Transformation requires more than the right ingredients

A few themes have emerged in conversations with business leaders in the process of transforming their organizations with respect to their go-to-market offering:

· It’s hard to get everyone in the organization aligned and keep them aligned

· The business development team doesn’t get it and seems stuck selling the legacy offerings the way they always have…

As I sit here, trying to distill these insights into concrete problems that can be solved, I am struck by a real world metaphor for transformation happening in front of my eyes. My daughter is making pancakes for our family this morning, and I see her getting out the various necessary ingredients:

· Pancake mix

· Milk

· Eggs

· Oil

Mixed together, these stand-alone ingredients will soon be transformed into delicious pancakes. However, if you don’t have the right ingredients, or if they aren’t precisely measured or portioned correctly, the chances of transforming them into your desired end-state (in this case, “pancakes”) is incredibly low.

Just having the right ingredients isn’t a guarantee of a successful outcome, either. Sticking with the pancake metaphor, there are two more critical steps:

1. Combine & Mix — the ingredients together

2. Cook — the mixed pancake batter into individual pancakes

In many cases, even the order in which you mix the ingredients and how you prepare them prior to mixing can be really important (while this is true for pancakes as well, luckily the ingredients are simple enough that it’s pretty forgiving).

And just because you have a great mixture of pancake batter, it doesn’t guarantee that the pancakes will be cooked correctly. Care still needs to be applied to this final step of cooking both sides of the pancakes to ensure that they don’t end up undercooked or burnt.

While pancakes are a very different and much simpler offering than professional services, I still like the metaphor. Imagine you’re the end-customer and you asked for pancakes… If someone brought you just the individual ingredients or even the mixed pancake batter, my guess is that you’d find the customer experience to be unsatisfying. Likewise, if you tried to make pancakes without all the right ingredients, a less than optimal outcome can be predicted.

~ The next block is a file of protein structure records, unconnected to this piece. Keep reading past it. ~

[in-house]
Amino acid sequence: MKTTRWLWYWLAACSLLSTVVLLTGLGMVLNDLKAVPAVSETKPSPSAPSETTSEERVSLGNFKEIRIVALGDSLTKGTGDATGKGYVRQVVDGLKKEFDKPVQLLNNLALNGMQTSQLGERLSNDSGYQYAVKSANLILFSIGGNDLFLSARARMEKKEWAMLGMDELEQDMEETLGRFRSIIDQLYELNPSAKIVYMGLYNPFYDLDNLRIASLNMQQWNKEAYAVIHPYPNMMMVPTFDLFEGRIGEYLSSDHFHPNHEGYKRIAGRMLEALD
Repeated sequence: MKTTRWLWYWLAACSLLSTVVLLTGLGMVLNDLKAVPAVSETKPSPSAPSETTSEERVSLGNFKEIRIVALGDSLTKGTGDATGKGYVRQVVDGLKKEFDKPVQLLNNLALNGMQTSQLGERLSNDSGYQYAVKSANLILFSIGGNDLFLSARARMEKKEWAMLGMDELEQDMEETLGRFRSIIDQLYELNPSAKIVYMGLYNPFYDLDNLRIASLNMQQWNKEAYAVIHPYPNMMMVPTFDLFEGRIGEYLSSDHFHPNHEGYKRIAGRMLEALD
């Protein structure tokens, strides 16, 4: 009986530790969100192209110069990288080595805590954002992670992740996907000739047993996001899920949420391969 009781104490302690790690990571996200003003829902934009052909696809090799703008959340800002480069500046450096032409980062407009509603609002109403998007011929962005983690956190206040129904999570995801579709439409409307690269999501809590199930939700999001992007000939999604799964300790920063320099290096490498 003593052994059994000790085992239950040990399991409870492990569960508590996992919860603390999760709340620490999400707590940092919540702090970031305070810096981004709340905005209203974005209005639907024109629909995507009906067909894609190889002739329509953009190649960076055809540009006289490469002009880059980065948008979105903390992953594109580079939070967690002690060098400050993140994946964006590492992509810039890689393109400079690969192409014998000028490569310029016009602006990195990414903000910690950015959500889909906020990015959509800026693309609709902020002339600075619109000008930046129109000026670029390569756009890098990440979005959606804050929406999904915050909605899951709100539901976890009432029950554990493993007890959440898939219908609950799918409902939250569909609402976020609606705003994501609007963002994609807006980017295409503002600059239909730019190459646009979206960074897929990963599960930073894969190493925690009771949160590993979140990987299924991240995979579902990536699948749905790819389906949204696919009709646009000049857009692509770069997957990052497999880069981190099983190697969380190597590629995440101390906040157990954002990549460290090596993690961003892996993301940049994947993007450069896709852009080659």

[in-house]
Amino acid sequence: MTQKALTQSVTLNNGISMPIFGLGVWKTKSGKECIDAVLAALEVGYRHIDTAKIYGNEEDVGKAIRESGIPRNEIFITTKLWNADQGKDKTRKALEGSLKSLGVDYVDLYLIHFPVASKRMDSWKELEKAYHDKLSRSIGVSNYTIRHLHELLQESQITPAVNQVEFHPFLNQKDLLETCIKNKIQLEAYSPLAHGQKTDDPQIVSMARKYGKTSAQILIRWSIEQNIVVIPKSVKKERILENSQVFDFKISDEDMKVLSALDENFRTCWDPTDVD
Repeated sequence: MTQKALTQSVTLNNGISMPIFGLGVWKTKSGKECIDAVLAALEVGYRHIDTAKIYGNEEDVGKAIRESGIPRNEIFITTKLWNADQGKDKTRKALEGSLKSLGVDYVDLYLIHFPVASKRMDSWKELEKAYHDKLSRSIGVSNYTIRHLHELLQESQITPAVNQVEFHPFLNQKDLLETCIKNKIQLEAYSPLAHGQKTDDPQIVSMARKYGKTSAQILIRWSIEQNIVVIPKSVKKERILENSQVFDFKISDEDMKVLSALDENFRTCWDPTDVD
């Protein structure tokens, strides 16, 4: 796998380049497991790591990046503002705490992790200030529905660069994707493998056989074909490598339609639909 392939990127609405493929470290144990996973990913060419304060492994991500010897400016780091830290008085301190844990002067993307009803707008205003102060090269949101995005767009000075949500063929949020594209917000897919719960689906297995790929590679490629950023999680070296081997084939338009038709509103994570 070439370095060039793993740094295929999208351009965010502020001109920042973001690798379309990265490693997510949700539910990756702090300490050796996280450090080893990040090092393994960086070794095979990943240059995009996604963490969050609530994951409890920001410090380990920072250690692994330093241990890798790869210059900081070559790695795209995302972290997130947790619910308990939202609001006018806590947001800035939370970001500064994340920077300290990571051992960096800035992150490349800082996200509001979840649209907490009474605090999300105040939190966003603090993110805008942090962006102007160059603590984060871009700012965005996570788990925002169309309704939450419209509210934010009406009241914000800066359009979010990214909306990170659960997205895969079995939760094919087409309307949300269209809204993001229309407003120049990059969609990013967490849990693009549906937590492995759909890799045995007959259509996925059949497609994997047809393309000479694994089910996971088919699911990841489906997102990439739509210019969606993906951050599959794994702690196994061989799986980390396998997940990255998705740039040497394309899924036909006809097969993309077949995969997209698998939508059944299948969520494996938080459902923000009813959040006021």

So, what does all this mean to organizations struggling with their own transformation? I believe these simple metaphors can help you internalize and empathize with the challenges that are surfacing internally and externally as you lead your organization through these difficult, but required, transformations.

For example, I recently caught up with an incredibly talented Design Thinking leader who spoke about creating “recipes” that combined various Design Thinking artifacts, processes, and tools aligned to specific business challenges so there’s a clear and repeatable path to get to the desired outcomes.

To create a recipe for transformational success that is appropriate for your organization, here are:

· some key audiences to consider

· typical challenges for this audience framed with our pancake metaphor

· a few How Might We (HMW) questions designed to elicit potential solutions

With upwards of 70% of transformations doomed to fail according to McKinsey and the academic research, the value of planning communication and experiences for the people involved cannot be overstated.

For many companies, a successful transformation is imperative to their survival — yet we know these initiatives take time and are not easy. Being able to predict some of the common challenges and taking steps to mitigate them by ensuring one has the right ingredients as well as the appropriate processes and tools is a great way to help achieve the desired outcome(s).

Please contact me if you have questions about how to best apply these concepts to your business, and/or how I can help make the transformational growth plan for your business a reality.

NOTE: This article is also published on my website blog.

I help companies grow (to learn more: www.delage.biz), dad of 2 teens, and husband of 1 very patient woman... Additional musings can be found on Twitter @Sauld

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